World Briefs: Germans probe U.S. spying

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BERLIN -- Germany's federal prosecutor announced Wednesday that he had begun a formal investigation of what he called "unknown" members of U.S. intelligence agencies on suspicion that they had eavesdropped on one of Chancellor Angela Merkel's cellphones.

Anger at the National Security Agency and the British intelligence services has simmered and occasionally erupted full force since the magazine Der Spiegel and other Western news media outlets published material last June from Edward J. Snowden, the former NSA contractor, suggesting that millions of Germans' data and phone calls had been monitored.

In announcing his formal inquiry, prosecutor Harald Range's office stated that the next step will be to question witnesses and examine documents.

Tiananmen riots recalled

HONG KONG -- Tens of thousands gathered at a central park in Hong Kong on Wednesday to commemorate the 25th anniversary of the Tiananmen Square crackdown, even as a stifling security presence in Beijing and elsewhere in mainland China appeared to forestall protests.

The organizers of the vigil in Hong Kong said the crowd Wednesday numbered more than 180,000, while the police estimated that 99,500 people had attended.

State-controlled Chinese news organizations largely ignored the anniversary, even as the foreign media gave it global attention.

South Koreans go to polls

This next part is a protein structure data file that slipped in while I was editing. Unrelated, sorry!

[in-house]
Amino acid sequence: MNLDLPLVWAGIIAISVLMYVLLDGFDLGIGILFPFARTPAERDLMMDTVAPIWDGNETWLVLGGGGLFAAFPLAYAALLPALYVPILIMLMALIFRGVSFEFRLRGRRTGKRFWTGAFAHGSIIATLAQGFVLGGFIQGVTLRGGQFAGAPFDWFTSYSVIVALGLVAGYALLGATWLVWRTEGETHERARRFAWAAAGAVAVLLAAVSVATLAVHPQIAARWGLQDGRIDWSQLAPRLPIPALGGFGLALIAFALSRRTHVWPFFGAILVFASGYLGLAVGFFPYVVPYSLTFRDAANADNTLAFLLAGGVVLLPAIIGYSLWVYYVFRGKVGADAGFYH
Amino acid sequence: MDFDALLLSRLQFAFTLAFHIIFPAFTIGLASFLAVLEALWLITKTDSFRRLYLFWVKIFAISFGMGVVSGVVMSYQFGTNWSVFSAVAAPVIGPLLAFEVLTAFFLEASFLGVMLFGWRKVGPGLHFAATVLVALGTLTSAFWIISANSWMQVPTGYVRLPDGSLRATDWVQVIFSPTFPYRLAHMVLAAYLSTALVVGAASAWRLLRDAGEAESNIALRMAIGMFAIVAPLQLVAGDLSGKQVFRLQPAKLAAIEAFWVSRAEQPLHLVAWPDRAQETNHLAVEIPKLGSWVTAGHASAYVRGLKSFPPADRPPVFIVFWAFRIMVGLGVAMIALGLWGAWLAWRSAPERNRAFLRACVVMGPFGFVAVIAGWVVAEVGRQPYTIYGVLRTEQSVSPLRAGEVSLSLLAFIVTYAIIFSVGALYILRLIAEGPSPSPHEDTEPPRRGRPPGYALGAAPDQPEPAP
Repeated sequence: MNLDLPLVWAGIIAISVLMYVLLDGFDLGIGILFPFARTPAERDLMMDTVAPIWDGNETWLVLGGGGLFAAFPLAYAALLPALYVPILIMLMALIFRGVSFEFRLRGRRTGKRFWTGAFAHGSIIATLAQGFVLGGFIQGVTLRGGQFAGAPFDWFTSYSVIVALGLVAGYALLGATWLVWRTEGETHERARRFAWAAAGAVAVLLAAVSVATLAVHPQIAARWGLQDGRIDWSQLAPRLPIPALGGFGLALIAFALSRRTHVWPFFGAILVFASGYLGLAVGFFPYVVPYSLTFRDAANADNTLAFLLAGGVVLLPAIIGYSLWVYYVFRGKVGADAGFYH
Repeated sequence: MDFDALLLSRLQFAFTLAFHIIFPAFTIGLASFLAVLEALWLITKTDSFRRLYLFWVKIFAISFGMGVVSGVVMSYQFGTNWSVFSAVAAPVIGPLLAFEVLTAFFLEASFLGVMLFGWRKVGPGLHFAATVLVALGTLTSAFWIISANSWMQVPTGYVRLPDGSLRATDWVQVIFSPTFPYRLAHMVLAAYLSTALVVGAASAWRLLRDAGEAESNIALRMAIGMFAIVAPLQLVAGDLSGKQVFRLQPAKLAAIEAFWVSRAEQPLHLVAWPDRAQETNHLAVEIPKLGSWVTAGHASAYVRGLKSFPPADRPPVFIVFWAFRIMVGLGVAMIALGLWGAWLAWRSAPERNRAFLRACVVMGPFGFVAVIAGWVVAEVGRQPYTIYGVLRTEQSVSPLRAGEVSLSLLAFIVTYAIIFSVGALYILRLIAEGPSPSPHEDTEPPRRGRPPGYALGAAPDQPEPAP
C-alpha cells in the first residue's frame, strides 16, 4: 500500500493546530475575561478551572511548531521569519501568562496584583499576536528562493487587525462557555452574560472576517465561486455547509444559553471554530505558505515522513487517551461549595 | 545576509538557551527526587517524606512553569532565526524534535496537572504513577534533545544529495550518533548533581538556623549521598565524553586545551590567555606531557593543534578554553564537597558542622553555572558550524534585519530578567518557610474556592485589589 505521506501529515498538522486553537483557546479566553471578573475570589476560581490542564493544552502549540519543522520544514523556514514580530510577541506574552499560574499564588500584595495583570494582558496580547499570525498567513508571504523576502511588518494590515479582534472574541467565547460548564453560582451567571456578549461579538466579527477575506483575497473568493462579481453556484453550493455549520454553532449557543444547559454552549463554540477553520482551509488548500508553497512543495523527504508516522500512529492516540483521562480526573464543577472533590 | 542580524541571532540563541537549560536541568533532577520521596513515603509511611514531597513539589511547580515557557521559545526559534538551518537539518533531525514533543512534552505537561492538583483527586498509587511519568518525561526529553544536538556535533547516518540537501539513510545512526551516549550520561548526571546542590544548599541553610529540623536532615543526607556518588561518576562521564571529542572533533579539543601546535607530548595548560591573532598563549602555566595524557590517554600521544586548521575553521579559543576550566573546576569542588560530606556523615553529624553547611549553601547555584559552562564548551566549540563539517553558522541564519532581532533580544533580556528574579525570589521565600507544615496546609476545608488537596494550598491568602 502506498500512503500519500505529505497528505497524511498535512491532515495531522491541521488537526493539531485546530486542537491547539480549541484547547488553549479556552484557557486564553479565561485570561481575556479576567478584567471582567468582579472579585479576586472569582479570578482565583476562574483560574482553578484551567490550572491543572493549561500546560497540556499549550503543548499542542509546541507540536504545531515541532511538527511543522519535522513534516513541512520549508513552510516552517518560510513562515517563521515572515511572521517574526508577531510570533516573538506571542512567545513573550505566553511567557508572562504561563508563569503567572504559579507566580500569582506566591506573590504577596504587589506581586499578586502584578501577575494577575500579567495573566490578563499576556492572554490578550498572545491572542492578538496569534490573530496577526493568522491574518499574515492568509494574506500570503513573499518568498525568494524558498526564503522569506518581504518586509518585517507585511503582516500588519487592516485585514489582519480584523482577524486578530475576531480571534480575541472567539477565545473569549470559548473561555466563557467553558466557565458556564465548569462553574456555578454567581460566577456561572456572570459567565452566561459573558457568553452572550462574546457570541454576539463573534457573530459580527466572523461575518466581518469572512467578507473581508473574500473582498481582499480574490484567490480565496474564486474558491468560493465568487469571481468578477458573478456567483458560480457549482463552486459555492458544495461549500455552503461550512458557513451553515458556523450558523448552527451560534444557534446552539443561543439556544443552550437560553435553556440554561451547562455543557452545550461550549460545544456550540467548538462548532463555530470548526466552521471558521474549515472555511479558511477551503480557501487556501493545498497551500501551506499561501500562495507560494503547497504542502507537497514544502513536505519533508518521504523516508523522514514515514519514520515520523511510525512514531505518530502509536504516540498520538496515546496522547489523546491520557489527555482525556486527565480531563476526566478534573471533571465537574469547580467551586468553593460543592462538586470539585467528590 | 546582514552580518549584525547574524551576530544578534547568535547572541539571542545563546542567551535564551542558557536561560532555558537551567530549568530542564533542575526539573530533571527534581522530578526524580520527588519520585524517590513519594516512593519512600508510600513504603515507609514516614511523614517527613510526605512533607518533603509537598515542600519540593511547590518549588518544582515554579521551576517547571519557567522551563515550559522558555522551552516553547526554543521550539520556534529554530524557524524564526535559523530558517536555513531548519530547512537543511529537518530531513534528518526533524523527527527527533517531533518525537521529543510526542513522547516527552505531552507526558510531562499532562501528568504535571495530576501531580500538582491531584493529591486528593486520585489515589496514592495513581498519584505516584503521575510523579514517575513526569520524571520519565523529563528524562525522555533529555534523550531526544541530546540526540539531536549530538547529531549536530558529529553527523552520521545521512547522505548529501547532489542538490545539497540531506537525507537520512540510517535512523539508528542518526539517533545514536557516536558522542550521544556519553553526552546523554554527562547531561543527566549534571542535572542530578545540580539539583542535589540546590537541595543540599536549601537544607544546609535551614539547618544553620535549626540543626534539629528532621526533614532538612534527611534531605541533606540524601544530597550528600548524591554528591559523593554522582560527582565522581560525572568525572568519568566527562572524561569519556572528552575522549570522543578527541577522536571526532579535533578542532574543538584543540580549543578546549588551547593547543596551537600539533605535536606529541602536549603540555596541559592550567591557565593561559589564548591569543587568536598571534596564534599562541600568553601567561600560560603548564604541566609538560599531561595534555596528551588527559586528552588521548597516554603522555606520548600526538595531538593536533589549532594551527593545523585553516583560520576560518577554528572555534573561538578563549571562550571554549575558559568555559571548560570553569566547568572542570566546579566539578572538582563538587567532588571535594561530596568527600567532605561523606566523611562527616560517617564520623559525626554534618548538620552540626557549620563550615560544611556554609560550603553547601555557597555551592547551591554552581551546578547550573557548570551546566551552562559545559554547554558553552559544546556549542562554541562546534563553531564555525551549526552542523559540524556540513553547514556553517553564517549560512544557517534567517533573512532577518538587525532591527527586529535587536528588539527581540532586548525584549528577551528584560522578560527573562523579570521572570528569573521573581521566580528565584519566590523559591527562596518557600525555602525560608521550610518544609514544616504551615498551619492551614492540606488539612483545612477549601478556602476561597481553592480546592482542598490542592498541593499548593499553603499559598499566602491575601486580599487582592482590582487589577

SEOUL, South Korea -- South Korea's biggest opposition probably won Seoul's mayoral election with other key races still too close to call in the first national vote faced by President Park Geun Hye's government since an outpouring of public anger over the Sewol ferry sinking, an exit poll showed.

About 23 million people, or 56.8 percent of eligible voters, went to polls to elect 4,000 local and regional officials, in a contest that pitted President Park's Saenuri party against an opposition that sought to tap public outrage over the ferry sinking.

'Stones' perform in Israel

JERUSALEM -- Recently, the two surviving founders of the rock band Pink Floyd sent an open letter published in Salon to the Rolling Stones. They asked Mick Jagger and his crew to cancel their first-ever concert in Israel to demonstrate solidarity with the Palestinian people and their struggle against occupation.

But Pink Floyd hit a wall.

The Stones not only went on with the show Wednesday night in Tel Aviv but delayed their opening by 45 minutes to allow devout Jews time to reach the concert after the end of the Jewish holiday of Shavuot, during which Orthodox Jews cannot drive or handle money.

Saudi urges aid for Egypt

CAIRO -- Saudi Arabia's King Abdullah called for an international effort to raise funds for Egypt's battered economy after his ally, former army chief Abdel-Fattah El-Sisi, won the country's presidential election.

King Abdullah said friends of Egypt should hold an aid conference to pledge financial support, according to the official Saudi Press Agency, a call backed by the United Arab Emirates. The king also urged Mr. Sisi, whose victory was officially declared Tuesday, to engage in a dialogue with those of his opponents who haven't been involved in violence. A crackdown by security forces on the Muslim Brotherhood and its allies since Mr. Sisi spearheaded the ouster of elected leader Mohammed Morsi left hundreds dead and thousands in jail.

-- Compiled from news services



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